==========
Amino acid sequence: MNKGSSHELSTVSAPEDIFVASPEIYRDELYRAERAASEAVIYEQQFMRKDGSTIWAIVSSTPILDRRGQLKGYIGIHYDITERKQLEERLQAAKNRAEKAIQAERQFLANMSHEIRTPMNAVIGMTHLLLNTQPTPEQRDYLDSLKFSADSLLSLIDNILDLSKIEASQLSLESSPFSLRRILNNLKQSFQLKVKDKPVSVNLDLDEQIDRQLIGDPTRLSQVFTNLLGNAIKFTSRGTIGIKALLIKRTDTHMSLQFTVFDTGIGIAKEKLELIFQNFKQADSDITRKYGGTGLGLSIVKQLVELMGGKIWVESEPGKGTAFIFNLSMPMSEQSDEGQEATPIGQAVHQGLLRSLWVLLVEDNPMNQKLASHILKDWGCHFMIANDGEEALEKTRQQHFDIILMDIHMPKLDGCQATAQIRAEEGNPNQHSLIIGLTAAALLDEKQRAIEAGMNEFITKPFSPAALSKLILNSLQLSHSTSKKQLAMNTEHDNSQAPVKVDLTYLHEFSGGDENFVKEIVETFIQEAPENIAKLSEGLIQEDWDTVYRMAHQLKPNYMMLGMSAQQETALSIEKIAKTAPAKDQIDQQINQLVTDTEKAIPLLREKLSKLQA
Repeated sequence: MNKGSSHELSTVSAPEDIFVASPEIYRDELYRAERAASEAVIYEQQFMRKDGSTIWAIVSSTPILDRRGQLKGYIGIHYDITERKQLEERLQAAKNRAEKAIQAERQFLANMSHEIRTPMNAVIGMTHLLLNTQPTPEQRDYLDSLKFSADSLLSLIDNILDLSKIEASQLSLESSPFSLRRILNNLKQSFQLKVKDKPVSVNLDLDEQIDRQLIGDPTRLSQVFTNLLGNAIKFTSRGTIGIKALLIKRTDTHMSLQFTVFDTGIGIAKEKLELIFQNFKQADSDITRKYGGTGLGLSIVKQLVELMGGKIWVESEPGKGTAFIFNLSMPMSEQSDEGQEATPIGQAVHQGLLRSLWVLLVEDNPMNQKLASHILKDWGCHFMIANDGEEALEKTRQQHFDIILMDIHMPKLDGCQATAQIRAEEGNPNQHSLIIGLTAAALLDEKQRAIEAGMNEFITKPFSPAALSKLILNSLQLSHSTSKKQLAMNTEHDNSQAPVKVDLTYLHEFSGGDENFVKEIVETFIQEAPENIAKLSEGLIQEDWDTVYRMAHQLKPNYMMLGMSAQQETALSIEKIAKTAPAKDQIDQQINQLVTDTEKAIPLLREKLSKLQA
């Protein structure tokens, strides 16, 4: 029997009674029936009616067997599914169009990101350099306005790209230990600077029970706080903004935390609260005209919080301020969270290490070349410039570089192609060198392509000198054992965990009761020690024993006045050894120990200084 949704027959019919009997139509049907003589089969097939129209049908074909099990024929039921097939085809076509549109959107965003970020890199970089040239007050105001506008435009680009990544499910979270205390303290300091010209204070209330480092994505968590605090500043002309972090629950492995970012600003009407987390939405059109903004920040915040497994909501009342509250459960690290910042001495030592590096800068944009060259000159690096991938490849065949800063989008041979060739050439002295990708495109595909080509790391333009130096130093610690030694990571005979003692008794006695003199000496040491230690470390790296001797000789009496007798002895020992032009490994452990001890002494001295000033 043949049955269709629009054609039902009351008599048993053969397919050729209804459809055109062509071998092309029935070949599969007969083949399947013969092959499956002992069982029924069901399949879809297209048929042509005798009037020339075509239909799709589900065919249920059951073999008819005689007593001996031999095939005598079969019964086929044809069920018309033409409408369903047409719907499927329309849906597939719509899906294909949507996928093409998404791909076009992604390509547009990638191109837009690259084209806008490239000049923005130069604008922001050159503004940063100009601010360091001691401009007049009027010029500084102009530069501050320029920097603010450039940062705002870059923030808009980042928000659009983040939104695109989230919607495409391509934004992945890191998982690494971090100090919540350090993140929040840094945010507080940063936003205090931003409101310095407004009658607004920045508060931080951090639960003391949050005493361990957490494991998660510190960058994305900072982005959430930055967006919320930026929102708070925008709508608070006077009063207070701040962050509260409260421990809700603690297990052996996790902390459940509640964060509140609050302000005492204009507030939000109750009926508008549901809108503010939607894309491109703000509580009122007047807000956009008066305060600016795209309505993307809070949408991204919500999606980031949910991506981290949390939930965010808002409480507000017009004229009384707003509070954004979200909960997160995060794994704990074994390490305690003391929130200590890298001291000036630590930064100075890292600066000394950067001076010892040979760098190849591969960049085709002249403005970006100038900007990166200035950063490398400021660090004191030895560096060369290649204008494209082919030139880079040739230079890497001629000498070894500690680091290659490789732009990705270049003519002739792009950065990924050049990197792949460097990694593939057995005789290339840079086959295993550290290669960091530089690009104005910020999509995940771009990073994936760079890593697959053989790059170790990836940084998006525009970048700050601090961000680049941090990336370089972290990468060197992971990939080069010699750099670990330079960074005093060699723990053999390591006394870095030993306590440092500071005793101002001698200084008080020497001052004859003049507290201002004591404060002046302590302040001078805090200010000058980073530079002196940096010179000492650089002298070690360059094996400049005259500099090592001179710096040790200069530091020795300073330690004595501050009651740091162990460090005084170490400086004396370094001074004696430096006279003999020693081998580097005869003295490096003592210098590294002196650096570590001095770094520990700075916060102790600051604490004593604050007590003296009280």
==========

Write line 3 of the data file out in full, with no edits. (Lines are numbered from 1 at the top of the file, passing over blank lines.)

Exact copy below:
């Protein structure tokens, strides 16, 4: 029997009674029936009616067997599914169009990101350099306005790209230990600077029970706080903004935390609260005209919080301020969270290490070349410039570089192609060198392509000198054992965990009761020690024993006045050894120990200084 949704027959019919009997139509049907003589089969097939129209049908074909099990024929039921097939085809076509549109959107965003970020890199970089040239007050105001506008435009680009990544499910979270205390303290300091010209204070209330480092994505968590605090500043002309972090629950492995970012600003009407987390939405059109903004920040915040497994909501009342509250459960690290910042001495030592590096800068944009060259000159690096991938490849065949800063989008041979060739050439002295990708495109595909080509790391333009130096130093610690030694990571005979003692008794006695003199000496040491230690470390790296001797000789009496007798002895020992032009490994452990001890002494001295000033 043949049955269709629009054609039902009351008599048993053969397919050729209804459809055109062509071998092309029935070949599969007969083949399947013969092959499956002992069982029924069901399949879809297209048929042509005798009037020339075509239909799709589900065919249920059951073999008819005689007593001996031999095939005598079969019964086929044809069920018309033409409408369903047409719907499927329309849906597939719509899906294909949507996928093409998404791909076009992604390509547009990638191109837009690259084209806008490239000049923005130069604008922001050159503004940063100009601010360091001691401009007049009027010029500084102009530069501050320029920097603010450039940062705002870059923030808009980042928000659009983040939104695109989230919607495409391509934004992945890191998982690494971090100090919540350090993140929040840094945010507080940063936003205090931003409101310095407004009658607004920045508060931080951090639960003391949050005493361990957490494991998660510190960058994305900072982005959430930055967006919320930026929102708070925008709508608070006077009063207070701040962050509260409260421990809700603690297990052996996790902390459940509640964060509140609050302000005492204009507030939000109750009926508008549901809108503010939607894309491109703000509580009122007047807000956009008066305060600016795209309505993307809070949408991204919500999606980031949910991506981290949390939930965010808002409480507000017009004229009384707003509070954004979200909960997160995060794994704990074994390490305690003391929130200590890298001291000036630590930064100075890292600066000394950067001076010892040979760098190849591969960049085709002249403005970006100038900007990166200035950063490398400021660090004191030895560096060369290649204008494209082919030139880079040739230079890497001629000498070894500690680091290659490789732009990705270049003519002739792009950065990924050049990197792949460097990694593939057995005789290339840079086959295993550290290669960091530089690009104005910020999509995940771009990073994936760079890593697959053989790059170790990836940084998006525009970048700050601090961000680049941090990336370089972290990468060197992971990939080069010699750099670990330079960074005093060699723990053999390591006394870095030993306590440092500071005793101002001698200084008080020497001052004859003049507290201002004591404060002046302590302040001078805090200010000058980073530079002196940096010179000492650089002298070690360059094996400049005259500099090592001179710096040790200069530091020795300073330690004595501050009651740091162990460090005084170490400086004396370094001074004696430096006279003999020693081998580097005869003295490096003592210098590294002196650096570590001095770094520990700075916060102790600051604490004593604050007590003296009280």